In Lebanon, Syrian refugee camps caught in the storm Norma

A strong windstorm called Norma reached Lebanon affecting informal Syrian refugee camps in Akkar and in the Bekaa valley.
Première Urgence Internationale, which launched its first emergency response in Lebanon in 1996, intervened to support the populations

On 6th January, with strong winds, heavy rain and very low temperature for over five days, violently battered the country. Extreme weather left Syrian refugees without shelter and protection. Particularly in the Akkar Govenorate in the North of Lebanon and the Bekaa valley.

Before the storm, Première Urgence Internationale’s teams already operated in Akkar. It’s one of the most underdeveloped part of the country, while also being an area with one of the highest concentration of Syrian refugee’s families.

Première Urgence Internationale’s teams cover the north west of Akkar with 107 active informal settlements, containing 1154 tents and 1179 households. Around 100 tents, pre-identified as the most likely to affected by extreme weather conditions, were already being assessed through UNHCR* assessment form.

“Despite the fact that people were living in this situation for long, they remain vulnerable and in need of support. Première Urgence Internationale keeps advocating for donors and humanitarian committee for emergency response capacities”, highlighted Antoine Sagot-Priez, Head of Mission of Première Urgence Internationale in Lebanon.

An efficient emergency response to ensure basic needs

Because of the extreme weather conditions, most of Première Urgence Internationale’s areas of intervention were affected. Particularly the settlements located near rivers or the junctions of water channels.

Première Urgence Internationale’s staff was divided into multi-sectorial teams that covered simultaneously four different zones. They were able to assess and respond to the needs of the affected families (shelter, livelihood, and protection).

During the storm Norma, some families moved temporarily to other locations, or to other tents inside the same gathering. Making it more challenging to identify their needs caused by the destruction flood. Premiere Urgence Internationale shared a hotline for all the remaining residents in the informal settlements: the families were asked to contact the teams at any time in case of emergency.

Première Urgence Internationale also distributed 96 tent repair kits, 372 mattresses and 186 blankets. After the end of the storm, all the families returned to their settlements.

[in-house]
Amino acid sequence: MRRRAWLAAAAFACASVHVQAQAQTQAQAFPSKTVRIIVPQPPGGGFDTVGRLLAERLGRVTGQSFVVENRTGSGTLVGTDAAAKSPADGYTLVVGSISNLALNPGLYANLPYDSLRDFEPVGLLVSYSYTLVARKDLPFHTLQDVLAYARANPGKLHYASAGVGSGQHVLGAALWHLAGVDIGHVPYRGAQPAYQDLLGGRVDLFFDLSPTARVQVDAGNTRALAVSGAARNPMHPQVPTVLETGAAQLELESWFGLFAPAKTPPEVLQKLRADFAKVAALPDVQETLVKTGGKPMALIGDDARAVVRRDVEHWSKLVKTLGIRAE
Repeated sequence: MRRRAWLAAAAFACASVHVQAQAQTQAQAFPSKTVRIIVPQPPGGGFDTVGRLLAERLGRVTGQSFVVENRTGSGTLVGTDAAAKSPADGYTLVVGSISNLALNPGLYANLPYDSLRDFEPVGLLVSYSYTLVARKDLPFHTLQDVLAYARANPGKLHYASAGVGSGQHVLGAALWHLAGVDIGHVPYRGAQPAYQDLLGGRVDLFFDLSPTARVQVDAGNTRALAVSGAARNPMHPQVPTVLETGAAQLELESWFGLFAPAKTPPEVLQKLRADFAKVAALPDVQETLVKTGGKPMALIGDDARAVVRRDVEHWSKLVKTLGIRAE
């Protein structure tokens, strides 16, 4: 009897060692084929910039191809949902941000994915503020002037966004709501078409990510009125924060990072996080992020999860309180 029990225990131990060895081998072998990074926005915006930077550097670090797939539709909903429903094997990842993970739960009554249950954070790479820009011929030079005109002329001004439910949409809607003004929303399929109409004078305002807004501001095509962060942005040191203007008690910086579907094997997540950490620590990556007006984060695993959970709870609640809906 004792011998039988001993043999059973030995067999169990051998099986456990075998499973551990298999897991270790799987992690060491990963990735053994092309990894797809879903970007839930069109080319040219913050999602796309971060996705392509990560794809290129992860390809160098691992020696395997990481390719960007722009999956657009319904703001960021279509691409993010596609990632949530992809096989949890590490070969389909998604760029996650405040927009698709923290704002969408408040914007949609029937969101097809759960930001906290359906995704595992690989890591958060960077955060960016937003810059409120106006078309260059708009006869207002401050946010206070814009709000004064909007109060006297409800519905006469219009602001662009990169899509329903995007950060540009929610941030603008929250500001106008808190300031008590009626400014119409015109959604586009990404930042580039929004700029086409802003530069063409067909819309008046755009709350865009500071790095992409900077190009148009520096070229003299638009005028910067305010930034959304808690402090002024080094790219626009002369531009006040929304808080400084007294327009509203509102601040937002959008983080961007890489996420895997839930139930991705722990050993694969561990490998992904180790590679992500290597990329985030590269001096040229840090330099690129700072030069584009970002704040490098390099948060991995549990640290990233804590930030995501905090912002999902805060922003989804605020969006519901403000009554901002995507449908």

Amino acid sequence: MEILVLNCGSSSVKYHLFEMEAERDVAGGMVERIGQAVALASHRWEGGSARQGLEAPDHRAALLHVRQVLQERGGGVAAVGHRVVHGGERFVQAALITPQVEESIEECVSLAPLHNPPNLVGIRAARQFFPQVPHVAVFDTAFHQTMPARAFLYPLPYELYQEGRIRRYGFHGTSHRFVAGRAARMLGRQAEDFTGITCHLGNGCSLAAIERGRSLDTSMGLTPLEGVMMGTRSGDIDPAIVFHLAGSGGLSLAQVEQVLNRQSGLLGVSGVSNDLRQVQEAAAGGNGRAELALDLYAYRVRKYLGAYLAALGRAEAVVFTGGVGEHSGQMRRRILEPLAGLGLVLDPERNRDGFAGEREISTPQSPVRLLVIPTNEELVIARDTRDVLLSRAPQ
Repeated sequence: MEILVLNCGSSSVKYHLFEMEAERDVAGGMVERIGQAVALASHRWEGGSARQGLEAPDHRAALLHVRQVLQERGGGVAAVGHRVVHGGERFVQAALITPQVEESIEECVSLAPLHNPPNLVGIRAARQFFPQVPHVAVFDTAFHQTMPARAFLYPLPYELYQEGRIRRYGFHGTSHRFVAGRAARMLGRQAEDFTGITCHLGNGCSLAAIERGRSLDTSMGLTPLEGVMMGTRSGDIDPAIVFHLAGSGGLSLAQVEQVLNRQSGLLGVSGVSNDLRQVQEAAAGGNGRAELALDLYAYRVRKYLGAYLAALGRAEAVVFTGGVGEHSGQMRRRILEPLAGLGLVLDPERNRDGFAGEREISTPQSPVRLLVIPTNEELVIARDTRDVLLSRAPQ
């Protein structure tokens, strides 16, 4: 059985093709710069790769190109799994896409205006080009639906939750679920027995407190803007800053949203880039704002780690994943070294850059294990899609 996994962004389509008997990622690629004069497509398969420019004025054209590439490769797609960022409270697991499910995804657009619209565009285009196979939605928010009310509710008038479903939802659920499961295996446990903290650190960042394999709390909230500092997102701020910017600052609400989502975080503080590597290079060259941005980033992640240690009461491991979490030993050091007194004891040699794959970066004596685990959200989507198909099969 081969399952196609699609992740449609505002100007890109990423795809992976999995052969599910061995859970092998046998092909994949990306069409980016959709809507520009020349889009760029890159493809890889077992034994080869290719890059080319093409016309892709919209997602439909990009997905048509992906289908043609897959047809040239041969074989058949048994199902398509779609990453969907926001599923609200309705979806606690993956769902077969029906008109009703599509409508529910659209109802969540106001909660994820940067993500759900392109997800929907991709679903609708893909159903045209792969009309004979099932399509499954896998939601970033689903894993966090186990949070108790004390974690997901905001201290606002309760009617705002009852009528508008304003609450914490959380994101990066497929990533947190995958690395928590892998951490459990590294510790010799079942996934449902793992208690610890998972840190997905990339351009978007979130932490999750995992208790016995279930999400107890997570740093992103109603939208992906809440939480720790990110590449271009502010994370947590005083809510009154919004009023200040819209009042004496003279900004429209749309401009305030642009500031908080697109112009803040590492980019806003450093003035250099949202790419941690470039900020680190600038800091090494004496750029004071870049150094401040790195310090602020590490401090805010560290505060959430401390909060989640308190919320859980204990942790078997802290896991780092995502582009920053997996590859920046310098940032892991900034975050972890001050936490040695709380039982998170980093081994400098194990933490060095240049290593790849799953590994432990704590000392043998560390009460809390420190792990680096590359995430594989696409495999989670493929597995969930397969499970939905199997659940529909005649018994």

“Thanks to the support of Bureau of population, refugees and migration (BPRM funds), our field teams have been able to launch quick emergency response to the affected families. People with 50 cm of water in their tents and who lost their assets”, highlighted Antoine Sagot-Priez.

A strong cooperation with other NGOs to improve hygiene conditions

In addition to Première Urgence Internationale’s work in making a field monitoring visits to all the settlements and distributing the items for the most affected tents. The NGO cooperated with UNHCR to refer cases for relocation, since they were not able to stay in their tents.

Première Urgence Internationale also referred 23 sites in support to others international NGOs as the Lebanese Red Cross. Mainly for water and sanitation hygiene activities, such as the desludging for the septic tanks (21 settlements), need for water tanks (5 settlements), and need for latrines (1 settlements). Some cases were also identified and referred to UNHCR to receive food items.

Significant needs remain in terms of water drainage and desludging in many informal settlements affected by the storm Norma. There is the risk that these lead to water-borne diseases. Noting that draining water in such extreme and uncertain weather conditions could be problematic. “It also shows that Lebanon is being affected by the climate change. We remain at risk of similar, more and more frequent and violent meteorological events. We have been able to respond to this crisis but we should remain prepared for other storms. However Première Urgence Internationale will remain mobilized to respond.”

* UNHCR : United Nations High Commissioner for Refugees

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